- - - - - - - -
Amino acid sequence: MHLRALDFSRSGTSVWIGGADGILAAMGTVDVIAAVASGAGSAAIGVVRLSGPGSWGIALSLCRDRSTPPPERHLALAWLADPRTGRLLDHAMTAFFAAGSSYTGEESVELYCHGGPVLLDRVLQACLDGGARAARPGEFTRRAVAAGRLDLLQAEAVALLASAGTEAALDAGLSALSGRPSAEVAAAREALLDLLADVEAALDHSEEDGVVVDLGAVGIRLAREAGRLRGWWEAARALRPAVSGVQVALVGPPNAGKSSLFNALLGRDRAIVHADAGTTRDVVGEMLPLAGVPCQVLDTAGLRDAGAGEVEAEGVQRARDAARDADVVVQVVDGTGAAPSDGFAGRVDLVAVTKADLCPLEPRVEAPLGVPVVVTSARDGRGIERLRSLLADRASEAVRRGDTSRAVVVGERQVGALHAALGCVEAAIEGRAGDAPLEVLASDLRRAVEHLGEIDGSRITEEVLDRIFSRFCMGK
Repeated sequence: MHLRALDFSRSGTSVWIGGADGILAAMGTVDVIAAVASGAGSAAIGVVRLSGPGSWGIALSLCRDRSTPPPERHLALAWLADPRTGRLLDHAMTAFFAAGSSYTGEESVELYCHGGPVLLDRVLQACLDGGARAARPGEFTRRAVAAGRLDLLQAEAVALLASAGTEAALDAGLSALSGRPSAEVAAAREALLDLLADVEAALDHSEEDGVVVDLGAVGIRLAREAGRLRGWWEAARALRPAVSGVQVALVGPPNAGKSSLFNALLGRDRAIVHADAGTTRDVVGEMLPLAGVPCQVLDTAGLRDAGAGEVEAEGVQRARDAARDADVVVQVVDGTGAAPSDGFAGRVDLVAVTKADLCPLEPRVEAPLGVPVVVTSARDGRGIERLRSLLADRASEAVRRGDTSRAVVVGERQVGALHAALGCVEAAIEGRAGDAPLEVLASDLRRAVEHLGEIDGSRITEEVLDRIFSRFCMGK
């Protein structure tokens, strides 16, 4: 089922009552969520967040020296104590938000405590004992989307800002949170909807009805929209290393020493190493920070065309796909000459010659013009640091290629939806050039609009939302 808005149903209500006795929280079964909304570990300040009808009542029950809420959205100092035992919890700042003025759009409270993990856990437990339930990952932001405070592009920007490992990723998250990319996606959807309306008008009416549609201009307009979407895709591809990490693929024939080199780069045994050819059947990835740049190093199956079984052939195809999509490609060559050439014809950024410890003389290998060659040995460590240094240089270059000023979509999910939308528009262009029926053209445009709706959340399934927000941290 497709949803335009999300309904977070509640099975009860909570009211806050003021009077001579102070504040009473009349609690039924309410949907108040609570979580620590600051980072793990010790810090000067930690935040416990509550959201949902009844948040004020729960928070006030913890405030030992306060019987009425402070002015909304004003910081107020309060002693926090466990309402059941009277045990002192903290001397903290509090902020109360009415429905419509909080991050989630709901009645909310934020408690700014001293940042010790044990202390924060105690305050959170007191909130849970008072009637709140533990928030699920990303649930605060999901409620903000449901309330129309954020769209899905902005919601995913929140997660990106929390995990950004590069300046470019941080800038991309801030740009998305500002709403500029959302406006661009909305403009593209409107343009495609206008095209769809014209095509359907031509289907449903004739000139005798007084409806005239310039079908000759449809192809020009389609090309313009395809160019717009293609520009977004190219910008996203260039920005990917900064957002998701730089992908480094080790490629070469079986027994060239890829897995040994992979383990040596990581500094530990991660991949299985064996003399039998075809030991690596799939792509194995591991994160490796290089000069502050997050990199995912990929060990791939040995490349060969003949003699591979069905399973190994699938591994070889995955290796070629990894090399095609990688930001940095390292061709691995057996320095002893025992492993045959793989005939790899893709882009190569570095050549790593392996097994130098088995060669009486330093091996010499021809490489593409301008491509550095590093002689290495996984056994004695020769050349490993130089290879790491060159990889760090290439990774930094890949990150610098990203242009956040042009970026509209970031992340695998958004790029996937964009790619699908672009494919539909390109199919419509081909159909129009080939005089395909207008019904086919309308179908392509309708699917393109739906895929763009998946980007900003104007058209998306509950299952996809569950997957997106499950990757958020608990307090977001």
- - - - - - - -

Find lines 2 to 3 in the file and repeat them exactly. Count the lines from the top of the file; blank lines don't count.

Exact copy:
Repeated sequence: MHLRALDFSRSGTSVWIGGADGILAAMGTVDVIAAVASGAGSAAIGVVRLSGPGSWGIALSLCRDRSTPPPERHLALAWLADPRTGRLLDHAMTAFFAAGSSYTGEESVELYCHGGPVLLDRVLQACLDGGARAARPGEFTRRAVAAGRLDLLQAEAVALLASAGTEAALDAGLSALSGRPSAEVAAAREALLDLLADVEAALDHSEEDGVVVDLGAVGIRLAREAGRLRGWWEAARALRPAVSGVQVALVGPPNAGKSSLFNALLGRDRAIVHADAGTTRDVVGEMLPLAGVPCQVLDTAGLRDAGAGEVEAEGVQRARDAARDADVVVQVVDGTGAAPSDGFAGRVDLVAVTKADLCPLEPRVEAPLGVPVVVTSARDGRGIERLRSLLADRASEAVRRGDTSRAVVVGERQVGALHAALGCVEAAIEGRAGDAPLEVLASDLRRAVEHLGEIDGSRITEEVLDRIFSRFCMGK
């Protein structure tokens, strides 16, 4: 089922009552969520967040020296104590938000405590004992989307800002949170909807009805929209290393020493190493920070065309796909000459010659013009640091290629939806050039609009939302 808005149903209500006795929280079964909304570990300040009808009542029950809420959205100092035992919890700042003025759009409270993990856990437990339930990952932001405070592009920007490992990723998250990319996606959807309306008008009416549609201009307009979407895709591809990490693929024939080199780069045994050819059947990835740049190093199956079984052939195809999509490609060559050439014809950024410890003389290998060659040995460590240094240089270059000023979509999910939308528009262009029926053209445009709706959340399934927000941290 497709949803335009999300309904977070509640099975009860909570009211806050003021009077001579102070504040009473009349609690039924309410949907108040609570979580620590600051980072793990010790810090000067930690935040416990509550959201949902009844948040004020729960928070006030913890405030030992306060019987009425402070002015909304004003910081107020309060002693926090466990309402059941009277045990002192903290001397903290509090902020109360009415429905419509909080991050989630709901009645909310934020408690700014001293940042010790044990202390924060105690305050959170007191909130849970008072009637709140533990928030699920990303649930605060999901409620903000449901309330129309954020769209899905902005919601995913929140997660990106929390995990950004590069300046470019941080800038991309801030740009998305500002709403500029959302406006661009909305403009593209409107343009495609206008095209769809014209095509359907031509289907449903004739000139005798007084409806005239310039079908000759449809192809020009389609090309313009395809160019717009293609520009977004190219910008996203260039920005990917900064957002998701730089992908480094080790490629070469079986027994060239890829897995040994992979383990040596990581500094530990991660991949299985064996003399039998075809030991690596799939792509194995591991994160490796290089000069502050997050990199995912990929060990791939040995490349060969003949003699591979069905399973190994699938591994070889995955290796070629990894090399095609990688930001940095390292061709691995057996320095002893025992492993045959793989005939790899893709882009190569570095050549790593392996097994130098088995060669009486330093091996010499021809490489593409301008491509550095590093002689290495996984056994004695020769050349490993130089290879790491060159990889760090290439990774930094890949990150610098990203242009956040042009970026509209970031992340695998958004790029996937964009790619699908672009494919539909390109199919419509081909159909129009080939005089395909207008019904086919309308179908392509309708699917393109739906895929763009998946980007900003104007058209998306509950299952996809569950997957997106499950990757958020608990307090977001």